Jesus' Son is a visionary chronicle of dreamers, addicts, and lost souls. These stories tell of spiraling grief and transcendence, of rock bottom and redemption, of getting lost and found and lost again. The raw beauty and careening energy of Denis Johnson's prose has earned this book a place among the classics of twentieth-century American literature.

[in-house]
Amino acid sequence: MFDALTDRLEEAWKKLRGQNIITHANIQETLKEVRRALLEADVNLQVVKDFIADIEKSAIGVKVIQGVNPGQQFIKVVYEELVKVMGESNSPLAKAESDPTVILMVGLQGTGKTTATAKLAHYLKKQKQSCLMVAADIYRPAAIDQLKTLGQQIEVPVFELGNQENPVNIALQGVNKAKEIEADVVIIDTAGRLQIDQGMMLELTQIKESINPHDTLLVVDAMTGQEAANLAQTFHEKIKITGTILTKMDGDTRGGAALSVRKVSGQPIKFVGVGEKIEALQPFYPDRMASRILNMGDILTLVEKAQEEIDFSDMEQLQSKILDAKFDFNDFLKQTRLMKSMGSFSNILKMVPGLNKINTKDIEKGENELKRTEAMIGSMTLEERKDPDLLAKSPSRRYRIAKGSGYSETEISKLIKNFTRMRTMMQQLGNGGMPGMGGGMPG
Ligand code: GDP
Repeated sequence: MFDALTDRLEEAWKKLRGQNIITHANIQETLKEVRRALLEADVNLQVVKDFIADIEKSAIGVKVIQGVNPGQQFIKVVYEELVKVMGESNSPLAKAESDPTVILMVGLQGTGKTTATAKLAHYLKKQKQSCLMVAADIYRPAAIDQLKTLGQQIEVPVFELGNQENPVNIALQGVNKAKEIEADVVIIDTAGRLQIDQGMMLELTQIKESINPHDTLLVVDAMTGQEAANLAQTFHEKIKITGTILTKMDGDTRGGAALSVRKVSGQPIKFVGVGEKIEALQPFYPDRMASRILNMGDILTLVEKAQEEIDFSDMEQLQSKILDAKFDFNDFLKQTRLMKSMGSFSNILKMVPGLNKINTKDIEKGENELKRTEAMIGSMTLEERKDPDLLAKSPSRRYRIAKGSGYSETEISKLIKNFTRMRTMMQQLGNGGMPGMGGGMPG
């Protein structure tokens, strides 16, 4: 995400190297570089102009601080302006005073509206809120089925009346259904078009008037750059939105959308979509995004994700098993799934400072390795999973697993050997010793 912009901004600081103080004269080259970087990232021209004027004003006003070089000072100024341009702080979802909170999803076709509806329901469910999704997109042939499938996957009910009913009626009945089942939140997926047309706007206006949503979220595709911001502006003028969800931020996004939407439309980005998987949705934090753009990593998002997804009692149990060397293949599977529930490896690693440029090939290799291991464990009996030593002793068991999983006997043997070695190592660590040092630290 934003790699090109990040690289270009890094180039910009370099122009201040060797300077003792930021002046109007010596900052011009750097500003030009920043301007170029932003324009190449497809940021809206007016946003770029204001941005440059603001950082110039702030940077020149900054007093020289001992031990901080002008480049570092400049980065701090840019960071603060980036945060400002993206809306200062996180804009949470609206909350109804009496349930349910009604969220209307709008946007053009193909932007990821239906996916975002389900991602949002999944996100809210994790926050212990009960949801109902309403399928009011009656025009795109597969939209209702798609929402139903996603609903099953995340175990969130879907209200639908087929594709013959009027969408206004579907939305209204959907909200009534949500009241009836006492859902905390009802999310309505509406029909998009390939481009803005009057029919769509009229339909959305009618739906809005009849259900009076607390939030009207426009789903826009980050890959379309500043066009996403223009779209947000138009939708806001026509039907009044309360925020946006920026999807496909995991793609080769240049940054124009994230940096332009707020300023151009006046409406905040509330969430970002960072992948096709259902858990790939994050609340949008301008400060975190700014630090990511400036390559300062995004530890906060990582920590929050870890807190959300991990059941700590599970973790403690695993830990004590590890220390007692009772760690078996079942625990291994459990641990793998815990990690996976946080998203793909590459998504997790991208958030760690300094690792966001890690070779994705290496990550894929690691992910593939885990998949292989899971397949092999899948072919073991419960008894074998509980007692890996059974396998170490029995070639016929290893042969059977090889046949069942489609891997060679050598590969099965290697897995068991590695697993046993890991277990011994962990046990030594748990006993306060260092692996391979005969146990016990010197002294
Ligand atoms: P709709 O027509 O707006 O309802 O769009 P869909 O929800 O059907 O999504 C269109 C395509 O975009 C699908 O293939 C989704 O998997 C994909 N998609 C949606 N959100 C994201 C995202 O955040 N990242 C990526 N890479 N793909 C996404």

Taking its title from a line in Lou Reed's notorious song ``Heroin,'' this story collection by with-it novelist Johnson focuses on the familiar themes of addiction and recovery. In his novels ( Angels ; Resuscitation of a Hanged Man ) Johnson has shown his ability to transform the commonplace into the extraordinary, but this volume of 11 stories is no better than, and often seems inferior to, the self-destruction/spiritual rehab books currently crowding bookstore shelves. All of the tales, set in the Midwest and West, are told by a single narrator, and while this should provide unity and depth, instead it makes the stories fragmentary and monotonous. Some disturbing moments do recall Johnson at his inventive best, as when a peeping Tom catches sight of a Mennonite man washing his wife's feet after a marital spat in ``Beverly Home,'' or when the narrator 'fesses up to his fright in a confrontation with the boyfriend--``a mean, skinny, intelligent man who I happened to feel inferior to''--of a woman he's fondling in ``Two Men.'' But for the most part the stories are neurasthenic, as though Johnson hopes the shock value of characters fatally overdosing in the presence of lovers and friends will substitute for creativity and hard work from him. Even the dialogue for the most part lacks Johnson's usual energy.